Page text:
Loading ...
Sorry, an error occurred while loading the content.
 

Re: [textualcriticism] A Beginner

Expand Messages
  • Jim West
    ... If you can get hold of a manuscript- like Sinaiticus (which believe it or not is available) or one of the papyri, then the best thing to do, after you
    Message 1 of 10 , Apr 1 12:43 PM
      spatter5on wrote:

      >I'm wondering what's the best next step to take to develope my
      >understanding and knowledge of the subject? I've read a little bit
      >from the internet and Aland's book "Text of the NT".
      >
      >

      If you can get hold of a manuscript- like Sinaiticus (which believe it
      or not is available) or one of the papyri, then the best thing to do,
      after you understand quite well the principles of TC, do your own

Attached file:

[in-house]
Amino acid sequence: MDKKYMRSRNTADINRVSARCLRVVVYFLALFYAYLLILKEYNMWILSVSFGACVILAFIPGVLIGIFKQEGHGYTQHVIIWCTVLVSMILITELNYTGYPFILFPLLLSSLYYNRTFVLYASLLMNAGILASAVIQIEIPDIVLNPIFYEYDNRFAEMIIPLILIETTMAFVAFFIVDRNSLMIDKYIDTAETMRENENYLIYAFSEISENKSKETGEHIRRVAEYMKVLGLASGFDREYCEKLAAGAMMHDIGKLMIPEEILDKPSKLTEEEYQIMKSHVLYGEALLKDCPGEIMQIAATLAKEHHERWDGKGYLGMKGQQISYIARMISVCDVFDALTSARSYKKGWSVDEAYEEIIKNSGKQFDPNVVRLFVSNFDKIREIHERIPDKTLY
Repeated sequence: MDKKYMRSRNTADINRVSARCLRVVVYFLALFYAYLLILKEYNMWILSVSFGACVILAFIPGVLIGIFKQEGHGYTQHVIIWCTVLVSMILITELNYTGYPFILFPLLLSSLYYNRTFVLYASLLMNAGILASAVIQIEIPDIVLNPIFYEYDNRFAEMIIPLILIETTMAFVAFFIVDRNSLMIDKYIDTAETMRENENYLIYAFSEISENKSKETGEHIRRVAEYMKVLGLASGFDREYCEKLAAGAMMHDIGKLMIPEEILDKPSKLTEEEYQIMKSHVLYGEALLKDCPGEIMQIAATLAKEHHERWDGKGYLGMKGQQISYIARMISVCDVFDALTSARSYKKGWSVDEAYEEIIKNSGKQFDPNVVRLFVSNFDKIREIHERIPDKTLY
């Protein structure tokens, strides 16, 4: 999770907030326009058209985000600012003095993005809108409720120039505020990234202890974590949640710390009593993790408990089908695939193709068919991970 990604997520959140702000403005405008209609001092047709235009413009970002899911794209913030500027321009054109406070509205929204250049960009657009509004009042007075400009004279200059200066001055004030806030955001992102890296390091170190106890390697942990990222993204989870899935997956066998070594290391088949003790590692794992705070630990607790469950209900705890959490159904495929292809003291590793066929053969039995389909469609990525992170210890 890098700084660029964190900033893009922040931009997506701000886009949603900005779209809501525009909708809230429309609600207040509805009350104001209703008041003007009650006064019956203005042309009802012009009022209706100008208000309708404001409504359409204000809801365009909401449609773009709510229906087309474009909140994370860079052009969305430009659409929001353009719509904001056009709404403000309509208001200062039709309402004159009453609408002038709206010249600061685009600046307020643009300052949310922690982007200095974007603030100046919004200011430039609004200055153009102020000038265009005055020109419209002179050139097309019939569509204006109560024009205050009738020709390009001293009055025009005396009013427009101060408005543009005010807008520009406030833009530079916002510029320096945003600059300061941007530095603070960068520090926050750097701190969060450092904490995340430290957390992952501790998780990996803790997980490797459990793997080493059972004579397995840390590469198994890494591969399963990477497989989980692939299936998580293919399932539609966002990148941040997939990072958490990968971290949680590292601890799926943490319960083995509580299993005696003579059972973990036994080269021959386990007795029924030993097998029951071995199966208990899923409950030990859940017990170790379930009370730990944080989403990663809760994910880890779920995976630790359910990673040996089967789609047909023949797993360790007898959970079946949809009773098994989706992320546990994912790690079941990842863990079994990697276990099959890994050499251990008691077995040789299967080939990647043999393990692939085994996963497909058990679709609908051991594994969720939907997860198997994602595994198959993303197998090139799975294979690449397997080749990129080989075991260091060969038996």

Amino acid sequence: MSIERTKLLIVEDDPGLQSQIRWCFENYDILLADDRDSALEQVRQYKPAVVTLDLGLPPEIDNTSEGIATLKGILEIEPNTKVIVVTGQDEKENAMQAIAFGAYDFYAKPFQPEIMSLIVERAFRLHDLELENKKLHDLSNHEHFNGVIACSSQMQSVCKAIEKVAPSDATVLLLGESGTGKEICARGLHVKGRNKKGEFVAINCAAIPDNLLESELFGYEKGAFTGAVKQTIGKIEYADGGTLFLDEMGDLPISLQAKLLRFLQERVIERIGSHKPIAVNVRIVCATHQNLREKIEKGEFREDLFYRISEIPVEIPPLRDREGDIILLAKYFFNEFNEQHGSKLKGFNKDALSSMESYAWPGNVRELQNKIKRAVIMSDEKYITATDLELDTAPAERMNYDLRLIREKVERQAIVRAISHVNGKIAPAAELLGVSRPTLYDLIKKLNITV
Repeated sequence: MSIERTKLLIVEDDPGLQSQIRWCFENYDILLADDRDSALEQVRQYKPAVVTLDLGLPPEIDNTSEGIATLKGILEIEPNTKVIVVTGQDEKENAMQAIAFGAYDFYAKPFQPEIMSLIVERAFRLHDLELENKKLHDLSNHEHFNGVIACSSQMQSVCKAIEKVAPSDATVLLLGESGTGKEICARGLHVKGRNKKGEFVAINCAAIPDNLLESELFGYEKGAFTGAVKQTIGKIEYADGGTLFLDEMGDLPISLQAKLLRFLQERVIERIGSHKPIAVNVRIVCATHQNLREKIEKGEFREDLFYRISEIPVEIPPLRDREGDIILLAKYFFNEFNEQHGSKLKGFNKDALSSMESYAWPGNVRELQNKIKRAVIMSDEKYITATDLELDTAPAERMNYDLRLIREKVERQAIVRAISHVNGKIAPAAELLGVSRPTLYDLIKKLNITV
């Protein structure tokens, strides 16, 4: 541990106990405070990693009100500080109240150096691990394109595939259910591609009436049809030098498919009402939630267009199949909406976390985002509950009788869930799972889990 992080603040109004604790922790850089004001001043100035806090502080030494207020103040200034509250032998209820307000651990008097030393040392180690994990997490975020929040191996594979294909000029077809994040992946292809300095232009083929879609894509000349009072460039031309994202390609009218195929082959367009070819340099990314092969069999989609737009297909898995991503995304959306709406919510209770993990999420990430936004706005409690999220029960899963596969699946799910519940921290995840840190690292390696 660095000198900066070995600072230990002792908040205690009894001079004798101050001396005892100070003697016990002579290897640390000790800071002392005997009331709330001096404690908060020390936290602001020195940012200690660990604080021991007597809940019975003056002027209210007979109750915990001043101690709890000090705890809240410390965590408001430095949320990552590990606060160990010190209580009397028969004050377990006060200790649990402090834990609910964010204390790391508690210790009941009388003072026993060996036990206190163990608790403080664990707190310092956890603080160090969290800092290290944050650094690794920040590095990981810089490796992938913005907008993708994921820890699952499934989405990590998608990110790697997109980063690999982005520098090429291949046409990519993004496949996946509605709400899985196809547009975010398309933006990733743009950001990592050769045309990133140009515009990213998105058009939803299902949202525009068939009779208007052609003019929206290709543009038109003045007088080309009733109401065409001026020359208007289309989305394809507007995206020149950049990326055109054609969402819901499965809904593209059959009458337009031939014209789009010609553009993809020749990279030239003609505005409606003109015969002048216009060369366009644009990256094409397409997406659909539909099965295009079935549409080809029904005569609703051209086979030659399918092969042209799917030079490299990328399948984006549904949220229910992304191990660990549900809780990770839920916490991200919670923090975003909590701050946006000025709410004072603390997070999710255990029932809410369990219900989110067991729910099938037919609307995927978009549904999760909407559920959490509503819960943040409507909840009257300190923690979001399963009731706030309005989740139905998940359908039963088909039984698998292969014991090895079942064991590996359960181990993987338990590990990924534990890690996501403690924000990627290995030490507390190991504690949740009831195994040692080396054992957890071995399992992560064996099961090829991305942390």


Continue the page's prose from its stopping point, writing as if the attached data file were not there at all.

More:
collation. Take your Greek New Testament, set it beside Sinaiticus (or
      whatever) and compare them line by line. mark the differences and then
      apply all the tools you have at hand to explain or clarify the differences.

      >Is it just a case of studying up on some of the more important
      >documents? Or spending more time in the apparatus of NA? I'm thinking
      >of buying Metzger's Textual Commentary...so I can understand more
      >about variation and why certain ones are preferred...is that a wise move?
      >
      >

      Yes- it's an excellent help- for understanding why the committee of NA
      has chosen as it has. But it is not a substitute for doing your own
      work or your own thinking.

      Best

      jim

      --
      Jim West

      Biblical Studies Resources - http://web.infoave.net/~jwest
      Biblical Theology Weblog - http://biblical-studies.blogspot.com